There are additional datasets from the Nature article available as Excel files, but they are a bit more complicated - feel free to explore at your own discretion! If you use any of the Nature data, please cite w/ DOI: https://doi.org/10.1038/nature14565.
TidyTuesday A weekly data project aimed at the R ecosystem. As this project was borne out of the
R4DS Online Learning Community and the
R for Data Science textbook, an emphasis was placed on understanding how to summarize and arrange data to make meaningful charts with
dplyr, and other tools in the
tidyverse ecosystem. However, any code-based methodology is welcome - just please remember to share the code used to generate the results.
Join the R4DS Online Learning Community in the weekly #TidyTuesday event! Every week we post a raw dataset, a chart or article related to that dataset, and ask you to explore the data. While the dataset will be “tamed”, it will not always be tidy!
We will have many sources of data and want to emphasize that no causation is implied. There are various moderating variables that affect all data, many of which might not have been captured in these datasets. As such, our guidelines are to use the data provided to practice your data tidying and plotting techniques. Participants are invited to consider for themselves what nuancing factors might underlie these relationships.
The intent of Tidy Tuesday is to provide a safe and supportive forum for individuals to practice their wrangling and data visualization skills independent of drawing conclusions. While we understand that the two are related, the focus of this practice is purely on building skills with real-world data.
All data will be posted on the data sets page on Monday. It will include the link to the original article (for context) and to the data set.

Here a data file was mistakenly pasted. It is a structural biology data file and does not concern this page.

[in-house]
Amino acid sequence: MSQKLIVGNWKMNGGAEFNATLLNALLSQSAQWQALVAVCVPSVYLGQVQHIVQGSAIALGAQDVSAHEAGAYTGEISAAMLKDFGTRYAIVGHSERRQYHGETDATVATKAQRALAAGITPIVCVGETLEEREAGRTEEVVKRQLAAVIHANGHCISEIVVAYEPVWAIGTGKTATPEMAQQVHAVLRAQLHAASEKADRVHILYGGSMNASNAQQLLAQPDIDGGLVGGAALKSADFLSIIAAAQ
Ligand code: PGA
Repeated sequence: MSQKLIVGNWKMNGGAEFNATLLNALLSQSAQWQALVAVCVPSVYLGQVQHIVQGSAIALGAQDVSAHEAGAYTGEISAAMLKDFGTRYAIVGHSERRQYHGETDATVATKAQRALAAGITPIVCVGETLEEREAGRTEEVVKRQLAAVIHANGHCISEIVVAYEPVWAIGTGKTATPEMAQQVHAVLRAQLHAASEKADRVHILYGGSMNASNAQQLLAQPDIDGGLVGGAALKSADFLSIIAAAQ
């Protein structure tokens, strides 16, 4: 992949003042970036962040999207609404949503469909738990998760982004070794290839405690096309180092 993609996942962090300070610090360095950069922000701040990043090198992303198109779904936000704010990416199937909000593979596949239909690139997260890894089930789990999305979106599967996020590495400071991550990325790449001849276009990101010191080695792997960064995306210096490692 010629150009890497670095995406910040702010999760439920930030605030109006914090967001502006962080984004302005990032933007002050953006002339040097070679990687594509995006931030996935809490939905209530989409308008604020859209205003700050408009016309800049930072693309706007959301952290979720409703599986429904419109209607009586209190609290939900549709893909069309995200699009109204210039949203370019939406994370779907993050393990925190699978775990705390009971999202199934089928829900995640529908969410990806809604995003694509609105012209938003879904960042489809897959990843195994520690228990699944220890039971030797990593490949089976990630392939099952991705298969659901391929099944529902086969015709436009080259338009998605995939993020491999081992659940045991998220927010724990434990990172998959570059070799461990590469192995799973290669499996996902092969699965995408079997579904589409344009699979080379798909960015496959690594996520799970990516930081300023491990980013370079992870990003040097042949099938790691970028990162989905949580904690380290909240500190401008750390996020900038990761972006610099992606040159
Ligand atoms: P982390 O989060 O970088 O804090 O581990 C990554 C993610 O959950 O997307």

We welcome all newcomers, enthusiasts, and experts to participate, but be mindful of a few things: 1. The data set comes from the source article or the source that the article credits. Be mindful that the data is what it is and Tidy Tuesday is designed to help you practice data visualization and basic data wrangling in R. 2. Again, the data is what it is! You are welcome to explore beyond the provided dataset, but the data is provided as a "toy" dataset to practice techniques on. 3. This is NOT about criticizing the original article or graph. Real people made the graphs, collected or acquired the data! Focus on the provided dataset, learning, and improving your techniques in R. 4. This is NOT about criticizing or tearing down your fellow #RStats practitioners or their code! Be supportive and kind to each other! Like other's posts and help promote the #RStats community! 5. Use the hashtag #TidyTuesday on Twitter if you create your own version and would like to share it. 6. Include a picture of the visualisation when you post to Twitter. 7. Include a copy of the code used to create your visualization when you post to Twitter. Comment your code wherever possible to help yourself and others understand your process! 8. Focus on improving your craft, even if you end up with something simple! 9. Give credit to the original data source whenever possible.